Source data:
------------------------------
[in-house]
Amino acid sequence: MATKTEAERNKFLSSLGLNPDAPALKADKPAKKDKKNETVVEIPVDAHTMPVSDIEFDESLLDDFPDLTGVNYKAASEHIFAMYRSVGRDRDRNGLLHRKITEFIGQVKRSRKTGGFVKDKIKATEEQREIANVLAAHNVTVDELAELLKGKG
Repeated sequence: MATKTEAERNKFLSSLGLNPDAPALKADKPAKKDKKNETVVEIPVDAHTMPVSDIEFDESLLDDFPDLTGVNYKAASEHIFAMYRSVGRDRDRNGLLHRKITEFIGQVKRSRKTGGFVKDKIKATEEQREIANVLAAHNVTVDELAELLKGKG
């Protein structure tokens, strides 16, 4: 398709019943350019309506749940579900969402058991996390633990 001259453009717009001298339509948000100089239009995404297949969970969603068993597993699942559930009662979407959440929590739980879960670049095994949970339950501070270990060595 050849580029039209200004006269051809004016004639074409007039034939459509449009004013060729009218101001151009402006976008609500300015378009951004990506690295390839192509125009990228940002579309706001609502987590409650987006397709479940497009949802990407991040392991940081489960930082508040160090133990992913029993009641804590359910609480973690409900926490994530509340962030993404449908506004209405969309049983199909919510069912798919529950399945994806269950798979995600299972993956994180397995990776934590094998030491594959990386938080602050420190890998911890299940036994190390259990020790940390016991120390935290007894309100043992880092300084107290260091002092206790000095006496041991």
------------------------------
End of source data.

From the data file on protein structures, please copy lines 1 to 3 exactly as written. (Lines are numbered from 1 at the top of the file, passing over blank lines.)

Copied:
[in-house]
Amino acid sequence: MATKTEAERNKFLSSLGLNPDAPALKADKPAKKDKKNETVVEIPVDAHTMPVSDIEFDESLLDDFPDLTGVNYKAASEHIFAMYRSVGRDRDRNGLLHRKITEFIGQVKRSRKTGGFVKDKIKATEEQREIANVLAAHNVTVDELAELLKGKG
Repeated sequence: MATKTEAERNKFLSSLGLNPDAPALKADKPAKKDKKNETVVEIPVDAHTMPVSDIEFDESLLDDFPDLTGVNYKAASEHIFAMYRSVGRDRDRNGLLHRKITEFIGQVKRSRKTGGFVKDKIKATEEQREIANVLAAHNVTVDELAELLKGKG